Philippe Sands and Ayelet Gundar-Goshen have been chosen as joint winners of the 2017 Jewish Quarterly Wingate literary prize.
Sands’ part-memoir, part documentary East West Street; On the Origins of Crimes Against Humanity and Gundar-Goshen’s novel Waking Lions, translated by Sondra Silverston, resonated with the judges as they both explore what it means to be human today.
Celebrating its 40th anniversary this year, the annual JQ-Wingate prize, run in partnership with JW3 and worth £4000, is awarded to the best book or books – fiction or non-fiction – of Jewish interest for the general reader.
This year’s judging panel, award-winning playwright Amy Rosenthal; Granta Best of British Young Novelist Joanna Kavenna; Jewish Quarterly Literary Editor and translator and 2016 Scott Moncrieff prize winner Natasha Lehrer and Professor of Modern Literature Bryan Cheyette, described the two winning books as works which both ‘explore human rights, Jewish ethics and the refugee question in complementary ways’.
Chair of judges Prof Cheyette said: ‘Sands has undertaken a forensic exploration of how you can bring barbarism to account under law to challenge it and banish it, whereas in Gundar-Goshen’s novel we enter a world where barbarism exists side by side with civilization.
‘The judges enjoyed both books immensely. East West Street is such a tremendously accomplished and beautifully written work, important on so many levels as a memoir, a history of the term genocide and of why human rights are crucial today. Waking Lions is an incredibly compelling and enjoyable read which tackles an unsettling issue which engages with the ethical core of present-day Israel.’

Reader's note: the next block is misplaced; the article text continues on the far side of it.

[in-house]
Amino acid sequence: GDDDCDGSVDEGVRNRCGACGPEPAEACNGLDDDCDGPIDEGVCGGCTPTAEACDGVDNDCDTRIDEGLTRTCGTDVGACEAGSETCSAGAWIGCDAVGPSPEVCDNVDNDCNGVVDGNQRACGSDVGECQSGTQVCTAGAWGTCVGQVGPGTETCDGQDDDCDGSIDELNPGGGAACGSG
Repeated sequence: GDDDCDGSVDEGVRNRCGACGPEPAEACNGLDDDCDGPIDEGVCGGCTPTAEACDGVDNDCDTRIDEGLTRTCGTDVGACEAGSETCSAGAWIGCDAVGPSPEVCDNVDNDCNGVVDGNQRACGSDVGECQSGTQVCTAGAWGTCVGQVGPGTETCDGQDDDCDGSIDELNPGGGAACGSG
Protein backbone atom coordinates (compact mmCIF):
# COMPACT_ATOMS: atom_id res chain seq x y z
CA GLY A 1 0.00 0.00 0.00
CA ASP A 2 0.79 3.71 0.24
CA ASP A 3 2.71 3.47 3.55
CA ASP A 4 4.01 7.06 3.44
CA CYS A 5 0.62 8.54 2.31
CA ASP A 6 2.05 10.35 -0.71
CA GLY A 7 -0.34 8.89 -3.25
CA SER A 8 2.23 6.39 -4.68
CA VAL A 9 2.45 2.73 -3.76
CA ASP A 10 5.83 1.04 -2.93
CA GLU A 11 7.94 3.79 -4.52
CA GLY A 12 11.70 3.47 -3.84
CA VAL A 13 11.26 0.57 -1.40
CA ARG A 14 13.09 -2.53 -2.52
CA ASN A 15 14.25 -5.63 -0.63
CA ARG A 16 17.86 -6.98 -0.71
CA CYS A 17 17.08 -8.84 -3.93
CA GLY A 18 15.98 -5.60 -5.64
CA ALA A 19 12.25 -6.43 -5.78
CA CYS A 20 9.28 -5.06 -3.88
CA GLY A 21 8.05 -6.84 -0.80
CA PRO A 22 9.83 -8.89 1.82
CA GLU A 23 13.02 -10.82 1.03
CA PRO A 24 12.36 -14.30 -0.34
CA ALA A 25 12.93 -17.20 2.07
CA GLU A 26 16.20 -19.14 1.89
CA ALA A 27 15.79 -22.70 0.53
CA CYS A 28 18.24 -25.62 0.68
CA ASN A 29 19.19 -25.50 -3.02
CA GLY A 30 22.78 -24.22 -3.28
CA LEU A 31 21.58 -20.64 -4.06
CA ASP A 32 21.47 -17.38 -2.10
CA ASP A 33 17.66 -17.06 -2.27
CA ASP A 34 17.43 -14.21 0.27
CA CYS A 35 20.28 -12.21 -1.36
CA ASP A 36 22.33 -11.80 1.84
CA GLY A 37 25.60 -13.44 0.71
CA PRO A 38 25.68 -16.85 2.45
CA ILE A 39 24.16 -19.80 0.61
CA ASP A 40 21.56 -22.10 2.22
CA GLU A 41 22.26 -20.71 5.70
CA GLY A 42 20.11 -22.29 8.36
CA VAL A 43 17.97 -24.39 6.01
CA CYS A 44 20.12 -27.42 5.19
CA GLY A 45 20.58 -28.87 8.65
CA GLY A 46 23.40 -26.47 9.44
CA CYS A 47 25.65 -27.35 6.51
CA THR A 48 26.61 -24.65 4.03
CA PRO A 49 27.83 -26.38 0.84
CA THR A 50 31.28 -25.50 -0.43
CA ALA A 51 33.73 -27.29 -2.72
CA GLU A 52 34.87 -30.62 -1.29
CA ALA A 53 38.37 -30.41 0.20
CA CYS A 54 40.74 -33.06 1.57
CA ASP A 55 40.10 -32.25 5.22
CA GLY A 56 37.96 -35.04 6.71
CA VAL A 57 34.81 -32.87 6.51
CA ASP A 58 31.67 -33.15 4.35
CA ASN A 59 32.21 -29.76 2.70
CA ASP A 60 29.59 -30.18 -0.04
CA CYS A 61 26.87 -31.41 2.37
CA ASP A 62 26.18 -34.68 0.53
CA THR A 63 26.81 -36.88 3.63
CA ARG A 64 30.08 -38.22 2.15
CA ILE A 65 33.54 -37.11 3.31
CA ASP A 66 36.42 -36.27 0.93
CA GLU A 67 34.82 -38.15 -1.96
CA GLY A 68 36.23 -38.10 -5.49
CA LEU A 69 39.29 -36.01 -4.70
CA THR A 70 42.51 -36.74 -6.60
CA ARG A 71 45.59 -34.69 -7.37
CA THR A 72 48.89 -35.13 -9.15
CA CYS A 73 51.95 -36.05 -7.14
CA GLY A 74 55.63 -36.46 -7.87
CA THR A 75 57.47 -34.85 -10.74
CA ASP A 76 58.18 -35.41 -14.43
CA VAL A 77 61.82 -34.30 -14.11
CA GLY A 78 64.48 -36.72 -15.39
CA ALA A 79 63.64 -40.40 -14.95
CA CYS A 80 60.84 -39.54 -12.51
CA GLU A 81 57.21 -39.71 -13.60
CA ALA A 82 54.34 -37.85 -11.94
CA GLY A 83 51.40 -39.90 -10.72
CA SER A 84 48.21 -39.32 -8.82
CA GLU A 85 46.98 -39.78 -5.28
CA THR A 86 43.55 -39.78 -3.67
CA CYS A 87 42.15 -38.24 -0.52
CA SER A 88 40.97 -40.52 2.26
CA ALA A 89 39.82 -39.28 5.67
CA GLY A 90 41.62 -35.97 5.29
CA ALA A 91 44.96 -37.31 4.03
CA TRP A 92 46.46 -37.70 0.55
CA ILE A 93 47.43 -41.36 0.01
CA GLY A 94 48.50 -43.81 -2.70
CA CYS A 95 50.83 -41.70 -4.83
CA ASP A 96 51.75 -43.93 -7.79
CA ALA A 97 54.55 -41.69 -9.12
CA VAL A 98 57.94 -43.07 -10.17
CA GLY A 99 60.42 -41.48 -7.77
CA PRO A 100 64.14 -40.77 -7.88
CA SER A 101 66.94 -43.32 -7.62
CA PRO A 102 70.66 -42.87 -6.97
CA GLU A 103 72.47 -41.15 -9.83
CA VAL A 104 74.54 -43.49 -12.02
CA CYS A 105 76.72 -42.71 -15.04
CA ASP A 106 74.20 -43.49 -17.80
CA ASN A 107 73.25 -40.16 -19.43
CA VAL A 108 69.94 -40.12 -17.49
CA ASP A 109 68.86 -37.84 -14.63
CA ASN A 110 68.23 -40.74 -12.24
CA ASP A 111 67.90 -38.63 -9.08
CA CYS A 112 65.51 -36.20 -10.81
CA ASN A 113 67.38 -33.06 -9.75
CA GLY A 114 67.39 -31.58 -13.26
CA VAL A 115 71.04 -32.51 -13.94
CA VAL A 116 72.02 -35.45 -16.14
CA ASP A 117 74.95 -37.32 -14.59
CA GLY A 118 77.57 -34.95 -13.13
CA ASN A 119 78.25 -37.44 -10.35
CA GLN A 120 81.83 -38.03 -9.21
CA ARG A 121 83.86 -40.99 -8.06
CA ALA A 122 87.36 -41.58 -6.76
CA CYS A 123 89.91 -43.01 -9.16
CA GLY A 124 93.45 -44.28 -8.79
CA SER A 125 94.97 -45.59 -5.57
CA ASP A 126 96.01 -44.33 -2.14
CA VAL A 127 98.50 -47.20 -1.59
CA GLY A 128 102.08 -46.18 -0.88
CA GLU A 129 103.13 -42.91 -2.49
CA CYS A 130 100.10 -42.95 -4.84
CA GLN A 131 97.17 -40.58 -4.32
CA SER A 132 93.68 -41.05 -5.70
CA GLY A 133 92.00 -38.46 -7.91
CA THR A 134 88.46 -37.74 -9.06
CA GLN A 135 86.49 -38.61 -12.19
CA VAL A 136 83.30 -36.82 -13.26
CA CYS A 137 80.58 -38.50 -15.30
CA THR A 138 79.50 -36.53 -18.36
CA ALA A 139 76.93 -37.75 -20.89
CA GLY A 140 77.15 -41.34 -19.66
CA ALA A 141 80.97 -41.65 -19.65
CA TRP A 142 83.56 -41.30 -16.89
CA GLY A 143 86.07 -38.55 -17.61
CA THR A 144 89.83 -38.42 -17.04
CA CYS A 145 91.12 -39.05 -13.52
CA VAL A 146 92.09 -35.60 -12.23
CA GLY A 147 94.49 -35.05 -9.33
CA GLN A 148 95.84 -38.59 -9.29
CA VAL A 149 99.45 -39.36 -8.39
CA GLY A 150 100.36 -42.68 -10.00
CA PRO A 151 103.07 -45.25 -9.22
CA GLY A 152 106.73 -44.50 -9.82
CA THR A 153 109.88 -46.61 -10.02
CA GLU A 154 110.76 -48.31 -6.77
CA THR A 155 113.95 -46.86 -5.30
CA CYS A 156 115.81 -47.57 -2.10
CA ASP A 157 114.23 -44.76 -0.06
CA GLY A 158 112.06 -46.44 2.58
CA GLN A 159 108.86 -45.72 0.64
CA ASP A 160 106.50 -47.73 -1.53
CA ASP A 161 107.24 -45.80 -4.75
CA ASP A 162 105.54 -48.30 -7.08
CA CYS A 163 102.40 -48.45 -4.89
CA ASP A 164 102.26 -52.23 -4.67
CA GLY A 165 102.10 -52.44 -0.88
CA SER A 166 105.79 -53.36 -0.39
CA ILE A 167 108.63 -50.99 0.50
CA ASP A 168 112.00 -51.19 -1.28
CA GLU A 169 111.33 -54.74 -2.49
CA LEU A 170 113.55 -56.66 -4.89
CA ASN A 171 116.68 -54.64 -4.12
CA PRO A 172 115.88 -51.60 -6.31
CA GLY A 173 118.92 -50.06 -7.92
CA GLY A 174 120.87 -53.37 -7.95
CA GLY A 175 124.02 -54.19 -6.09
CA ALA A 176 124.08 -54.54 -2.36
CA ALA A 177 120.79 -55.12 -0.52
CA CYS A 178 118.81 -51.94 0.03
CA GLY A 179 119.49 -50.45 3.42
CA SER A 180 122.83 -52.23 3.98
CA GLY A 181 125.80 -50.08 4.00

Speaking in response to winning the prize, Philippe Sands commented: ‘It is a humbling privilege to be awarded the JQ-Wingate Prize, all the more so in its 40th year, and alongside Ayelet Gundar-Goshen, whose work I so deeply admire and enjoy.
‘East West Street is an intensely personal book, written with a multitude of purposes. In the writing I can hardly claim that it was my intention to offer an idea of Jewishness to a general reader, but I can see how in the result that consequence might have arisen. Leon, Lauterpacht and Lemkin were remarkable individuals, each experiencing a long period of deep darkness simply because they happened to belong to the wrong group, yet somehow managing to find a crack of light. Perhaps it is that universal theme – needed once again in these days – that is so very Wingate.’
Ayelet Gundar-Goshen said: ‘I am happy and honoured to be one of the winners of this year’s prize. The Jewish culture is a huge mountain, more than 2000 years old, and I’m pleased to be a grain of sand on this mountain.’
On the short-list alongside Sands and Gundar-Goshen’s books, were The Crime and the Silence by Anna Bikont, translated by Alissa Valles; Final Solution: The Fate of the Jews 1933-1949 by David Cesarani; and All for Nothing by Walter Kempowski, translated by Anthea Bell.
This year’s winner was announced on February 23 at JW3 during an event, in association with Jewish Book Week, to mark 40 years of the JQ-Wingate Prize. Past and present day judges, Andrew Franklin, Baroness Julia Neuberger, Francesca Segal and Bryan Cheyette joined journalist and Wingate trustee Emily Kasriel to discuss ‘What Makes a Book Jewish?’. A further anniversary event on April 2, at JW3, will see writer and broadcaster Tim Samuels launching a new book club, The Lit Café Book Club, to celebrate past prize winners. Click here for more information.
The Jewish Quarterly Wingate Prize is the only UK literary prize of its kind and attracts nominations from all over the globe. Previous winners include Amos Oz, Zadie Smith, Oliver Sacks, Otto Dov Kulka and David Grossman.